Despite Cuba's tentative shift toward a market economy, with Chinese-style communist trappings, the island nation is heavily dependent on largess from Chavez's Bolivarian revolution.
Cuba receives the bulk of its oil needs from Venezuela at preferential rates and on deferred payment terms. Cuba also depends on remittances from more than 40,000 professionals that now work in Venezuela, running state hospitals, government bureaucracy, state industries and state institutions.
Amid popular Venezuelan ambivalence about the Cuban socialist "guess workers," the future of the migrant community remains linked to the future of Chavez at the polls Sunday, when he faces off opposition contender Henrique Capriles.
Both candidates are tipped to win, conflicting interpretations of pre-election voter trends predict.
Opposition critics say Chavez may resort to support from the military if he fails to secure the vote. Chavez has been undergoing medical treatment for an unspecified cancer ailment, with many of the procedures said to have been performed in Cuba.
The nature of the cancer and Chavez's chances of surviving it remain a closely guarded secret.
Cuban economic reforms, begun last year, are still in an early stage and economic restructuring has seen thousands of bureaucrats turfed out to fend for themselves as self-starting entrepreneurs.
Despite the ambitious shift from the state as Cuba's largest employer to a hybrid economic model of uncertain outcome, Venezuelan subsidies remain crucial to the country's economic performance.
Much of Cuban concern over the Venezuelan election's outcome stems from memories of the experience of the Soviet Union's collapse in 1991, which removed Cuba's main ally, causing widespread economic paralysis at the time.
Cuban officials say the U.S. embargo on the country, the longest in history, is to blame for Cuba's abject dependence on Venezuela.
U.S. President Barack Obama ruled out a softening of U.S. policy toward Cuba, warning the administration wanted to see more substantial political and economic reforms.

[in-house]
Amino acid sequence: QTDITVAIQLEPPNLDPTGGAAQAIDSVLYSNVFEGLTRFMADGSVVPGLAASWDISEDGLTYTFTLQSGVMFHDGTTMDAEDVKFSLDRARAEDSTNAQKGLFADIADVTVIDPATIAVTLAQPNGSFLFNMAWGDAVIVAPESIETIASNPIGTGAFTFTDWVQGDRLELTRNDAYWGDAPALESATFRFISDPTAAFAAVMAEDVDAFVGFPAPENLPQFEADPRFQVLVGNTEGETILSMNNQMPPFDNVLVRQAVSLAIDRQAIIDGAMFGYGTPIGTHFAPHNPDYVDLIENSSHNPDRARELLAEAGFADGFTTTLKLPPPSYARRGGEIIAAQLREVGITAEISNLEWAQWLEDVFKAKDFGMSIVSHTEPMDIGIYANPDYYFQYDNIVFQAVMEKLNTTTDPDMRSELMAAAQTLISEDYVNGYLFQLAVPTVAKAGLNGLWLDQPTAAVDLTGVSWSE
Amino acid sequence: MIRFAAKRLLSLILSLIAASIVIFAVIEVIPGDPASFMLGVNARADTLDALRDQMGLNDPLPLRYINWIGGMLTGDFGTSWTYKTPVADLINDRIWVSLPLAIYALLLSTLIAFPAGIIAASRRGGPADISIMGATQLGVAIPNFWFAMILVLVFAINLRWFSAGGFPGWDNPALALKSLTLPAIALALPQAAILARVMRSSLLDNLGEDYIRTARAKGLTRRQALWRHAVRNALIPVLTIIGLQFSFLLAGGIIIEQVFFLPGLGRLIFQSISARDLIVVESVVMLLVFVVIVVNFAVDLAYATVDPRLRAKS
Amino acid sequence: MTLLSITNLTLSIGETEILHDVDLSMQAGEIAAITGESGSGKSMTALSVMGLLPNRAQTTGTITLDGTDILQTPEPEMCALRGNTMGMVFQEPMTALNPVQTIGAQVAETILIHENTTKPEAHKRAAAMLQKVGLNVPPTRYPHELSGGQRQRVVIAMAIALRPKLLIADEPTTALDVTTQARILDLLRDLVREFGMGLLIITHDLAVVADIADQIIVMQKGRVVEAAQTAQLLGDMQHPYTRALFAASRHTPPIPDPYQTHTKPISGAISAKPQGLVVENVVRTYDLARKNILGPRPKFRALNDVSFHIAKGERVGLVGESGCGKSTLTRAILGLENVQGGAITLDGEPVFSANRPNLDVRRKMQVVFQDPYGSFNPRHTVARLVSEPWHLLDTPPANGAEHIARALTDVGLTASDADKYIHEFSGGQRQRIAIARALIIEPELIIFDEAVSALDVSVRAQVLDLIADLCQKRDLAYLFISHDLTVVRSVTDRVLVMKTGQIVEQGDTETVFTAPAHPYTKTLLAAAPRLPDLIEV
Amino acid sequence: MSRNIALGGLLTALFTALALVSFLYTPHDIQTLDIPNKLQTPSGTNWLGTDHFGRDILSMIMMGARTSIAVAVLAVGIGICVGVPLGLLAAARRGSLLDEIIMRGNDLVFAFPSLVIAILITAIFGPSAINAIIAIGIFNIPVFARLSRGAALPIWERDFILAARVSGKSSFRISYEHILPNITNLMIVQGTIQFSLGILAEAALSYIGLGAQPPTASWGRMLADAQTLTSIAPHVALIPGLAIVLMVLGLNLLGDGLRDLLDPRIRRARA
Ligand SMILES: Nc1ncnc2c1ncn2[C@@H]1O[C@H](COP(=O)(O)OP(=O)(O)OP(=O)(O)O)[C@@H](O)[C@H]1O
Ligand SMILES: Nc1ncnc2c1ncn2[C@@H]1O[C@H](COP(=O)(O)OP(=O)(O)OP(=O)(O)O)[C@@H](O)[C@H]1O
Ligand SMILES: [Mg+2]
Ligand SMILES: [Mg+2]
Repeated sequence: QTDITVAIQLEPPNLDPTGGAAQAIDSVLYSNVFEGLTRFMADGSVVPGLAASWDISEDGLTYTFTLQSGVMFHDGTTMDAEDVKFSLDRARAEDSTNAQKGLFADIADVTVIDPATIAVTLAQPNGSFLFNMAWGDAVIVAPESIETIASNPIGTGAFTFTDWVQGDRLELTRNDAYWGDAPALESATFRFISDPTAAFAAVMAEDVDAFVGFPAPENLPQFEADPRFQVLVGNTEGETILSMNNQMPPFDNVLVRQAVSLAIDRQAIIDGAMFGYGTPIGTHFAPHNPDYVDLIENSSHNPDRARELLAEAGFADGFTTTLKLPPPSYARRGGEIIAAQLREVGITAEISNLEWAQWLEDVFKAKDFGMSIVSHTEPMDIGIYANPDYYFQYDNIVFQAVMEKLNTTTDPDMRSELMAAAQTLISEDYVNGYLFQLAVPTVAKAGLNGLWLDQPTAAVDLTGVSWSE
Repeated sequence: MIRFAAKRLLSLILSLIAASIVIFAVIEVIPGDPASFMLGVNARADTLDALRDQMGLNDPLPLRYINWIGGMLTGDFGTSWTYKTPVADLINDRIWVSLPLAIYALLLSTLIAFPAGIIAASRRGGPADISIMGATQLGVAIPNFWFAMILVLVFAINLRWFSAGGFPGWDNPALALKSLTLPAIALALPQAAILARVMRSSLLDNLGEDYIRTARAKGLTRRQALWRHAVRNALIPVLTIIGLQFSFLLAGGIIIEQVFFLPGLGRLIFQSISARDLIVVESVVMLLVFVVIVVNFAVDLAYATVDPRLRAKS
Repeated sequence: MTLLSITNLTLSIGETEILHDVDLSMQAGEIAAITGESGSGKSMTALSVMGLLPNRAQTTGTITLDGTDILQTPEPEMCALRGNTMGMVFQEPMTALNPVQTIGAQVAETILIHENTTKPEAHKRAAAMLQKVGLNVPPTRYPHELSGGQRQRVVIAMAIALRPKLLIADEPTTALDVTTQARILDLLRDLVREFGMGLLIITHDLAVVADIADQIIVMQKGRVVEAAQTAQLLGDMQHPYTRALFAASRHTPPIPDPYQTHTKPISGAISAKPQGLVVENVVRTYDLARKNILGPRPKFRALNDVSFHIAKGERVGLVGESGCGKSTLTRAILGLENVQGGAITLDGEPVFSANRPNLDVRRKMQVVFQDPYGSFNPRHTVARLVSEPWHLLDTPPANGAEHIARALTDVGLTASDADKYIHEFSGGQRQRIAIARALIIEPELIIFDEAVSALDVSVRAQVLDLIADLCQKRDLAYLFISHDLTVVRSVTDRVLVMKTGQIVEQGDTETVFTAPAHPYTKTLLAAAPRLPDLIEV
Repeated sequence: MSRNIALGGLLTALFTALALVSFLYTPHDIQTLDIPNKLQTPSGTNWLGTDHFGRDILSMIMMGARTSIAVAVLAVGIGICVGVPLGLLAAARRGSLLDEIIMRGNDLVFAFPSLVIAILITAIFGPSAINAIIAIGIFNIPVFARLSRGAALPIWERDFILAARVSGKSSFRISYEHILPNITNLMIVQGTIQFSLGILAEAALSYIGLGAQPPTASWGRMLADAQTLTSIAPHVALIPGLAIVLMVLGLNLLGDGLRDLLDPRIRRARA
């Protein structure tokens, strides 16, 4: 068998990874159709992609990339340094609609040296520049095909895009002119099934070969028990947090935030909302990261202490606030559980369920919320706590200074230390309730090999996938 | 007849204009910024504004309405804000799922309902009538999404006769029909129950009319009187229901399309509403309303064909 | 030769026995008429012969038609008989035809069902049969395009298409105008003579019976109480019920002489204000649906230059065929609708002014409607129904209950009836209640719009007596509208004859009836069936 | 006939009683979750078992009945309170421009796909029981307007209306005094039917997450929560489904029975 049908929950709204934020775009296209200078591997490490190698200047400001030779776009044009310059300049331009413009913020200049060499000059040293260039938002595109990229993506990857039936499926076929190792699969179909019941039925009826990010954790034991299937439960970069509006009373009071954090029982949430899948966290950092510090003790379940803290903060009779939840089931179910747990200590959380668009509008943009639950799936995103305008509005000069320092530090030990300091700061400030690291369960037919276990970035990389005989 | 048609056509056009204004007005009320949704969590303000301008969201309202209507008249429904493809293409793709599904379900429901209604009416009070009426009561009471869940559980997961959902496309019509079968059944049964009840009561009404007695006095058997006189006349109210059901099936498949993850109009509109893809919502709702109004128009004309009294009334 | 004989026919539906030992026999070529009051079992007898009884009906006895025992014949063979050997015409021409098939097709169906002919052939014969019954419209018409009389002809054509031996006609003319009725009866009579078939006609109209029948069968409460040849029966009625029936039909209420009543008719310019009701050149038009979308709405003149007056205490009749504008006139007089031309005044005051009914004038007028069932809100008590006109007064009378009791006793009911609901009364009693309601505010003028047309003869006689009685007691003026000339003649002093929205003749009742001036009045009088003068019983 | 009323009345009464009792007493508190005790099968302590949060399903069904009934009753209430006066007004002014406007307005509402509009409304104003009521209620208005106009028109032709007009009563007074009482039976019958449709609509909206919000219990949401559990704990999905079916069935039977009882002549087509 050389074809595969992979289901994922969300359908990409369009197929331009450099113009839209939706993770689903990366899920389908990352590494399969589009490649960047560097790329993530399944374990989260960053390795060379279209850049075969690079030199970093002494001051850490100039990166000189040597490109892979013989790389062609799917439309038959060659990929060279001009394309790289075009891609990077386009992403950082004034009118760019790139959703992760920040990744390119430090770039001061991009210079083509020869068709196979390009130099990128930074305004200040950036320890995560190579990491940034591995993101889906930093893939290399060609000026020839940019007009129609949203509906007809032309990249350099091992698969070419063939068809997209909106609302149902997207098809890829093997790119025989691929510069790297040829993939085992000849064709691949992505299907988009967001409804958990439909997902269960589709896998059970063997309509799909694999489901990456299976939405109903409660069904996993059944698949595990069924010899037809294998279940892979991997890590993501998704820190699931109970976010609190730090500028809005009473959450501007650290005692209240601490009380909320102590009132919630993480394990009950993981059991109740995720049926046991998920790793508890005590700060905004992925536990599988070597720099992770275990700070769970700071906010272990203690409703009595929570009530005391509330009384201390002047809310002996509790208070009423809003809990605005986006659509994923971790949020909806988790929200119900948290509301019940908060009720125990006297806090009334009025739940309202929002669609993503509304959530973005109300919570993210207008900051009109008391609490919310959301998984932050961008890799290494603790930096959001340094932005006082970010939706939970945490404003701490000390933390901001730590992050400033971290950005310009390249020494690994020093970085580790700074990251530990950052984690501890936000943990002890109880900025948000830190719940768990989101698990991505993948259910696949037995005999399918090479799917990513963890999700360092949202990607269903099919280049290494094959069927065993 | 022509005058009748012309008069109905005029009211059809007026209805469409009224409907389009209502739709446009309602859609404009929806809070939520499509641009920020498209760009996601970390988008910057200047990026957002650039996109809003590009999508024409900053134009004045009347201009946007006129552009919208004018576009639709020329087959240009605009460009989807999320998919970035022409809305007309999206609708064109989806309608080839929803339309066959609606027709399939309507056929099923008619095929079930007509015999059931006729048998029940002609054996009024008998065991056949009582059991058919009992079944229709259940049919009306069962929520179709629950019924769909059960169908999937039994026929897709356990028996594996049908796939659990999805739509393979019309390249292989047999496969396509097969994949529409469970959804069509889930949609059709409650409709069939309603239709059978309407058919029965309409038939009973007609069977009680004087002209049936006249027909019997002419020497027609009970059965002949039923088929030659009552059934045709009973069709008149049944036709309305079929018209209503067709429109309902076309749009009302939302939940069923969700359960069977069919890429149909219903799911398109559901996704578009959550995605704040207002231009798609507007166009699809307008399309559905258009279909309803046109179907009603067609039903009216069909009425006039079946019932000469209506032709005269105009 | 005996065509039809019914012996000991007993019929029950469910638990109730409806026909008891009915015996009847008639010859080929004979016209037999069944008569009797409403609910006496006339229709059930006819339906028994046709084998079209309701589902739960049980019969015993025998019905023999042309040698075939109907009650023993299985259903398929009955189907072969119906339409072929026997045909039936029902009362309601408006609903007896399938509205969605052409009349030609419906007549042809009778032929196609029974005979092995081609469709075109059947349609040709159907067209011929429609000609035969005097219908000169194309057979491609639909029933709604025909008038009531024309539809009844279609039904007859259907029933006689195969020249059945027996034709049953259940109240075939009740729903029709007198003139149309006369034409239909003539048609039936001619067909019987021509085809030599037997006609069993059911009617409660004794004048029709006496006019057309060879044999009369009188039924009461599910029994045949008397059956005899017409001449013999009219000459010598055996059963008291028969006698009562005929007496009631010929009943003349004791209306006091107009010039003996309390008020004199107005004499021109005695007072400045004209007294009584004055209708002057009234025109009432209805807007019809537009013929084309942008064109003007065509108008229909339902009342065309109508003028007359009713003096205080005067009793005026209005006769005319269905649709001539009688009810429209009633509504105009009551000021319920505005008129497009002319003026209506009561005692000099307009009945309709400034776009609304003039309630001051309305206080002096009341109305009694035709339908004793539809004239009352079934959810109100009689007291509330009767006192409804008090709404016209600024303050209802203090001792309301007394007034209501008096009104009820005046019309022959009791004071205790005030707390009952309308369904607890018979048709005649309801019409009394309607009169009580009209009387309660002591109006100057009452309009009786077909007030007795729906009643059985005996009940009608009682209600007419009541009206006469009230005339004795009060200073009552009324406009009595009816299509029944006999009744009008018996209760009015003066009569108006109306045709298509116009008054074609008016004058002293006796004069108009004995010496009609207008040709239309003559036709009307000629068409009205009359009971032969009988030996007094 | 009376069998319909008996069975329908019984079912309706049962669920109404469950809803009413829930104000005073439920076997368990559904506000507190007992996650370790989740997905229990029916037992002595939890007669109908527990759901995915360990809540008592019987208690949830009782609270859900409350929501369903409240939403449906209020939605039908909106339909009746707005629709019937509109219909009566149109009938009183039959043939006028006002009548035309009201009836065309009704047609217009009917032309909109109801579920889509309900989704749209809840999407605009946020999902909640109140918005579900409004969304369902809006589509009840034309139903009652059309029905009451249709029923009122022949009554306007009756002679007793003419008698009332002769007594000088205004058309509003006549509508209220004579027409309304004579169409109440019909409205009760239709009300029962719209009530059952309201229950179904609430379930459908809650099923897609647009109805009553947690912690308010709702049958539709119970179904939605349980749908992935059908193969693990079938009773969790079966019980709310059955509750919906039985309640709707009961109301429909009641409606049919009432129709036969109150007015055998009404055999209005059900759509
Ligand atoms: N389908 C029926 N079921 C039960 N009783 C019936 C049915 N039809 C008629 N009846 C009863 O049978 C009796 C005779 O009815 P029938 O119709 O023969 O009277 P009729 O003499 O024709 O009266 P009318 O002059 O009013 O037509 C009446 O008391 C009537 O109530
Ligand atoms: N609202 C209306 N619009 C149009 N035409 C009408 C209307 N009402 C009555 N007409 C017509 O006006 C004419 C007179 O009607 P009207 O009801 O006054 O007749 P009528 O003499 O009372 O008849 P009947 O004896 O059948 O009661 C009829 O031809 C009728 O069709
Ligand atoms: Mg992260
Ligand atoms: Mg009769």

"Any release of political prisoners, any economic liberalization that takes place in Cuba is positive, positive for Cuban people, but we've not yet seen the full results of these promises," Obama said in a White House meeting with Spanish-language media.
Despite the recent release of 40 jailed dissidents by Cuban President Raul Castro's government, Obama said there are still "too many political prisoners who languish in Cuban prisons."
Obama cited new uncertainties facing Cubans with Castro's plans to lay off more than 500,000 state employees and push them toward exploring opportunities in the emerging business environment.
Despite the announced reforms, Obama said, Cuba's economy remains anchored in the past.
"We want to continue to explore the possibilities of changing relations," he said, alluding to his decision last year to end restrictions on Cuban-Americans' travel and remittances to their homeland.
"But before we take any more steps, we want to see that the Castro regime is serious about different ways to deal with the situation," the U.S. president said in comments carried by Spanish news agency EFE.
Bipartisan efforts in U.S. Congress to liberalize travel to Cuba for all U.S. residents remain on hold, as do attempts to further loosen the 48-year-old economic embargo.
In contrast, Chavez has announced plans to expand his Bolivarian revolution in Venezuela and continue to forge closer relations with Cuba. Venezuelan funds will fund development projects alongside joint ventures proposed with Brazil.